Aviators in WWII

Taking the military oath, March 1944

WWII—Training at Liepaja-Grobini

THE UNIT IS CREATED

  • In September of 1943 the Germans decided to create Luftwaffe units manned by Latvian aviators.
  • The preparation of these units was to take place at Liepaja-Grobini (Libau-Grobin), and the school was initially named "Flugzeugfuhrerschule A/B Libau-Grobin". The base was actually built by the Soviets during the 1940-41 occupation, and was situated at the North-east end of Lake Liepaja, between the lake and the railway.
  • The Estonians already had an Estonian unit in the Luftwaffe, as well as a training facility in Tallin. This facility was transferred to Liepaja-Grobin and the Estonians were trained alongside the Latvians.
  • On January 1, 1944 the Liepaja-Grobini school was renamed "Erganzungs-Nacht-Schlachtgruppe Ostland (shortened to ENO), and it was under the command of a German, Major Endress. The Latvian liason officer was Lt.Col.Rucels.

THE MANDATE

The Training Unit had the following mandate:

  1. To prepare aviators and specialist/ground support staff for the creation of Estonian and Latvian combat units.
  2. To create combat units from these personnel.
  3. Supply these units with replacements and reinforcements as needed.

THE TRAINING

  • Initially, the Latvian element of the training program consisted of former Aviation Regiment aviators, Aizsargu (National Guard) aviators and sport fliers, along with the available experienced support specialists. Early in 1944, as the supply of veterans ran out, they also took on recent graduates of the Latvian technical school. In total they trained over 1,000 Latvians at Liepaja-Grobini.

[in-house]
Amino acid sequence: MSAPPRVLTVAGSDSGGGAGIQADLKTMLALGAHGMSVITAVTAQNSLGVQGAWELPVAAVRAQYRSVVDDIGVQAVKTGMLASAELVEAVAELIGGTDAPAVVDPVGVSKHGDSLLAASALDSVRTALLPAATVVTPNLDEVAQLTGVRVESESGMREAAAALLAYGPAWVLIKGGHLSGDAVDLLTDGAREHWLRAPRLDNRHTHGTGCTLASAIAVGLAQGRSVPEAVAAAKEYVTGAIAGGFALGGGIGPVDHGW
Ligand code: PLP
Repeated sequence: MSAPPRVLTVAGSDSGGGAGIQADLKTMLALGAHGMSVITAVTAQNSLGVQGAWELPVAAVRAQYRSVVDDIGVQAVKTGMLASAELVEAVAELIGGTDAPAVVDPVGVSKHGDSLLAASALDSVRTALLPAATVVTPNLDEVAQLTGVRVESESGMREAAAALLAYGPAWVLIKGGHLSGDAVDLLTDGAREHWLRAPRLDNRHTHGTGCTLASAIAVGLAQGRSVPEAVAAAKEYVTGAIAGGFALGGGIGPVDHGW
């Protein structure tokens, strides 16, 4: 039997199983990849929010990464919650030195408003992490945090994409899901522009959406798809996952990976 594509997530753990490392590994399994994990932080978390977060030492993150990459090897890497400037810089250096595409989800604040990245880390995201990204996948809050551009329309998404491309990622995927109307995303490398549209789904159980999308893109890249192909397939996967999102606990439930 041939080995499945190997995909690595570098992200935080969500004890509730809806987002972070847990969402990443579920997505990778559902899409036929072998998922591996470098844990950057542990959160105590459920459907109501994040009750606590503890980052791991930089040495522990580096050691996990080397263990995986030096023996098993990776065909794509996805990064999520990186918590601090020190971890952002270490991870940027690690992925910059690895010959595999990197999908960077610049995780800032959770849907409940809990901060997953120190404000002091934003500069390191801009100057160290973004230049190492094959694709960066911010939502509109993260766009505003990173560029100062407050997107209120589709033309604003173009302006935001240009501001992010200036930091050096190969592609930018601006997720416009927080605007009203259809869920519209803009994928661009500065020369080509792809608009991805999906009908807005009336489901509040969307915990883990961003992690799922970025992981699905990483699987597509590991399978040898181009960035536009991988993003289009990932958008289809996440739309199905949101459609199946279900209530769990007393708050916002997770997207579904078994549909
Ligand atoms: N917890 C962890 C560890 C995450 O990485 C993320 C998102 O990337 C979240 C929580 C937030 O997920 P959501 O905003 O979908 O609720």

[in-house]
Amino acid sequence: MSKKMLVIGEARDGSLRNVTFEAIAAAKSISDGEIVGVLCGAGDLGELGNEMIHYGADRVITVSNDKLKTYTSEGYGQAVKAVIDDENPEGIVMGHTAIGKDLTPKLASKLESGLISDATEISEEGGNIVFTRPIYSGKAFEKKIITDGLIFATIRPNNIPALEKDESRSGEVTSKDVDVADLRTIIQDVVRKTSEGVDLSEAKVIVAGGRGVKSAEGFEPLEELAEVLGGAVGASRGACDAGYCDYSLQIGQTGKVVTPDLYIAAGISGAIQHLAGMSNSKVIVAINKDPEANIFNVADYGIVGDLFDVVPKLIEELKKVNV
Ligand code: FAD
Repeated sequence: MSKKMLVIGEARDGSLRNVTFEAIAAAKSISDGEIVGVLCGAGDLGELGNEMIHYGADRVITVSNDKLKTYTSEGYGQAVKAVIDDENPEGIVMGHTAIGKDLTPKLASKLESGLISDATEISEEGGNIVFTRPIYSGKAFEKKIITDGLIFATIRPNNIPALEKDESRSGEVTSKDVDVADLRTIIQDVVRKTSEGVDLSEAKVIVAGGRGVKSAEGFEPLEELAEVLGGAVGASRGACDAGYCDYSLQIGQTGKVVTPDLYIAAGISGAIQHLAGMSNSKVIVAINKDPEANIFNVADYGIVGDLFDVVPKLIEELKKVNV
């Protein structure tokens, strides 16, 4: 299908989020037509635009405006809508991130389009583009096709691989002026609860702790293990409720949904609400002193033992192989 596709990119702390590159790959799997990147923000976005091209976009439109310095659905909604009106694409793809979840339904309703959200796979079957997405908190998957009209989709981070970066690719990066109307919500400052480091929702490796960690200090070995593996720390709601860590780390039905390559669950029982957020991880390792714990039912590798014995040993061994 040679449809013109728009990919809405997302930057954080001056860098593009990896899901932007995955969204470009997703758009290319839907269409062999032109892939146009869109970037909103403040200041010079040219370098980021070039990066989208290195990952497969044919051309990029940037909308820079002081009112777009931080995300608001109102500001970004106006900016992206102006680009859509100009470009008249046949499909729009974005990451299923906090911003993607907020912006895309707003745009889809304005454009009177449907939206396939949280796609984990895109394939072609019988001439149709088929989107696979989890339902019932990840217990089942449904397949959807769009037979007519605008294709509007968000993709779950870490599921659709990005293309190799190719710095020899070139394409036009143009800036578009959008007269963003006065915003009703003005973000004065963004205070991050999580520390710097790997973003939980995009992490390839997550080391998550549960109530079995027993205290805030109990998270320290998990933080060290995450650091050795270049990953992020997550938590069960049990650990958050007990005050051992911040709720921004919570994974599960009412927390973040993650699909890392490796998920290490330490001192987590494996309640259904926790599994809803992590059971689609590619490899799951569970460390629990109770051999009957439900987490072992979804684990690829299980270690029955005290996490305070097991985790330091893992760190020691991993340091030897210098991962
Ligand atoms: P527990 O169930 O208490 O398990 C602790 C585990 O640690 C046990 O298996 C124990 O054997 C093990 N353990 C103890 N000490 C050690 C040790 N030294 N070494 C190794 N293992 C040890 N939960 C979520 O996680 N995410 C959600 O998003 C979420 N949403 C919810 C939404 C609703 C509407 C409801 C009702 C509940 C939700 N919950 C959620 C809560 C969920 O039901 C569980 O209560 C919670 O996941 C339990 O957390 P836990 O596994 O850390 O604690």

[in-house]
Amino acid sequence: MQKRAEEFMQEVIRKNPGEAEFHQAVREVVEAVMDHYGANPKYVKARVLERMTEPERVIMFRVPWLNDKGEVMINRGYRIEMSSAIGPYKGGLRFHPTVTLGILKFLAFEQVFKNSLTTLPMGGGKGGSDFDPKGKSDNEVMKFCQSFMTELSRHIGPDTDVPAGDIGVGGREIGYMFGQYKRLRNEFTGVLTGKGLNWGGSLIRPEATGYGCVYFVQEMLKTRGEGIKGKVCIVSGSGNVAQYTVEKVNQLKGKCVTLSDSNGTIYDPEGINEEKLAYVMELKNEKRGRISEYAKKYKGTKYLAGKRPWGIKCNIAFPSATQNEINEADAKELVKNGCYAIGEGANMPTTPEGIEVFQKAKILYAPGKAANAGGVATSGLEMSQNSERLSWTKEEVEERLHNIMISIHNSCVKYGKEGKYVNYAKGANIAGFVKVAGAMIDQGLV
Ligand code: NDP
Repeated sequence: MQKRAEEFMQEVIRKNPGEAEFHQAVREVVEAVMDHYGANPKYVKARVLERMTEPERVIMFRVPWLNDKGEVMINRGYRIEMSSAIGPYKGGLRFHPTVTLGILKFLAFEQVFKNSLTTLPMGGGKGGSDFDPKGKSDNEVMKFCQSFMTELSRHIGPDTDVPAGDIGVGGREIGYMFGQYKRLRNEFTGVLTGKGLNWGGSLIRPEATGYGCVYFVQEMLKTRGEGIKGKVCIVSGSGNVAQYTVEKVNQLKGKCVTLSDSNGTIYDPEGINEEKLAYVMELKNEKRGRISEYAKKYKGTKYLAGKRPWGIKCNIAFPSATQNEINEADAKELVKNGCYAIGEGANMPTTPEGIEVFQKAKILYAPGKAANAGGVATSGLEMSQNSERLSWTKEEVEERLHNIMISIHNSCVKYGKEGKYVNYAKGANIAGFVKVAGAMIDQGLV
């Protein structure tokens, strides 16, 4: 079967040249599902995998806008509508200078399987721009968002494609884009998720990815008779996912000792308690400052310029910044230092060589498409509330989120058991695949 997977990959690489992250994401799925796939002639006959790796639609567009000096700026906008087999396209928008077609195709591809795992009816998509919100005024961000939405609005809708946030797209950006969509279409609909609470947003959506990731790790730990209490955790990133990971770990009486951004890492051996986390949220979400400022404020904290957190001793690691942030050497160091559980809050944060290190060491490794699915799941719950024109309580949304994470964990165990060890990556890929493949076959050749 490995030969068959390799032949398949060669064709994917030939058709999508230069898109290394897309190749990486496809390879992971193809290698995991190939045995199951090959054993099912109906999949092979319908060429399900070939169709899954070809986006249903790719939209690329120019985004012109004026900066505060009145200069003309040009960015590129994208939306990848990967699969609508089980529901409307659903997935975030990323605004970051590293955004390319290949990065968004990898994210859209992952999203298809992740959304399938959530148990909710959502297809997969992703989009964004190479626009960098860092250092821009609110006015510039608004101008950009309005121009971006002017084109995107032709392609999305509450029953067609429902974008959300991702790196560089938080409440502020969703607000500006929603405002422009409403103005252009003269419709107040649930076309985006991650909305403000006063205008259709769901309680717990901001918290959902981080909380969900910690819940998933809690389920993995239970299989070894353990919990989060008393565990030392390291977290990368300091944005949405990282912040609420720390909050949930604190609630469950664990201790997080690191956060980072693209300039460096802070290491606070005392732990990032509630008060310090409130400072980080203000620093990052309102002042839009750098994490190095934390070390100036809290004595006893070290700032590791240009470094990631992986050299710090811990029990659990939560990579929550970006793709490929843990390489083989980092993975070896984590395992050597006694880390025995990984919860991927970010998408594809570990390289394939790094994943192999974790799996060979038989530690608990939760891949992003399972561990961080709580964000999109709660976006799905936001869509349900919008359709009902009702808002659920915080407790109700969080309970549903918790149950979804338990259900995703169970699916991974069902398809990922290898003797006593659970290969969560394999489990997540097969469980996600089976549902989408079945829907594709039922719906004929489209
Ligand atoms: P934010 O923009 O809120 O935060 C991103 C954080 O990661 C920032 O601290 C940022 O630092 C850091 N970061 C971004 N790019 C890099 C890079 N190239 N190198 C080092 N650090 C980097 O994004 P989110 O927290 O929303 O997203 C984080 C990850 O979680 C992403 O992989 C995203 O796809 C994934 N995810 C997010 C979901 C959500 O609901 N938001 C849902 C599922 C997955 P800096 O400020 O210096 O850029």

• All had to pass a physical fitness exam, particularly strict for the flying personnel, which was usually administered at Pleskava.
  • Flight training began in October, 1943, starting with former pilots of the Latvian Aviation Regiment. Initially, the training was provided by German instructors. Later, the training duties were assigned to Latvian fliers, but they retained two German examiners. The Latvian flight trainers included Lt. Karlis Bungss, Lt. Paulis Grube, Ltn. Alberts Gundermanis, Sgt. Kirils Mikelsons, Ltn. Jekabs Morziks, Ltn. Ernests Rudzitis, Sgt. Janis Rudzitis, Ltn. Rudolfs Silarajs, Ltn. Pauls Sotnieks, Crpl. Edgars Students, Ltn. Karlis Skele and Sgt. Arvids Velme.
  • The training included the following eight elements:
    • Basic Ground Training
    • Basic Flight Training
    • Formation Flying
    • Aerobatics
    • Instrument Flying
    • Orientation Flights
    • Night Flying
    • Combat Training
  • Training began on the Bucher 131, then advanced to the Arado 66 and Gotha 45.

THE RESULTS

  • In all, they trained approximately:
    • 30 Latvian former military pilots
    • 50 Aizsargu aviators and recent military flight school graduates
    • 25 Latvian Aero Club fliers and glider pilots
  • Three Latvian aviators died in training accidents.
  • The following types of specialists were trained at Liepaja-Grobini:
    • Air Mechanics
    • Electricians
    • Ordnance Specialists (bomb-handlers)
    • Machine Gunners (anti-aircraft)
  • In August, 1944 the Liepaja-Grobini training unit was incorporated into Luftwaffen Legion Lettland and the final months of the units history can be found in the Squadrons page.

Sources

  • Krastins, K. Latviesu lidotaji 2. pasaules kara in Daugavas Vanagu Menesraksts, 1979, No.1
  • Millers, E. 1. Latviesu naktsbumbvezu eskadrilas darbiba Otra pasaules kara laika in Daugavas Vanagu Menesraksts, 1975, No.1
  • Silgailis, Arturs Latvijas Legions
  • Varpa, Igors Latviesu Karavirs Zem Kaskrusta Karoga

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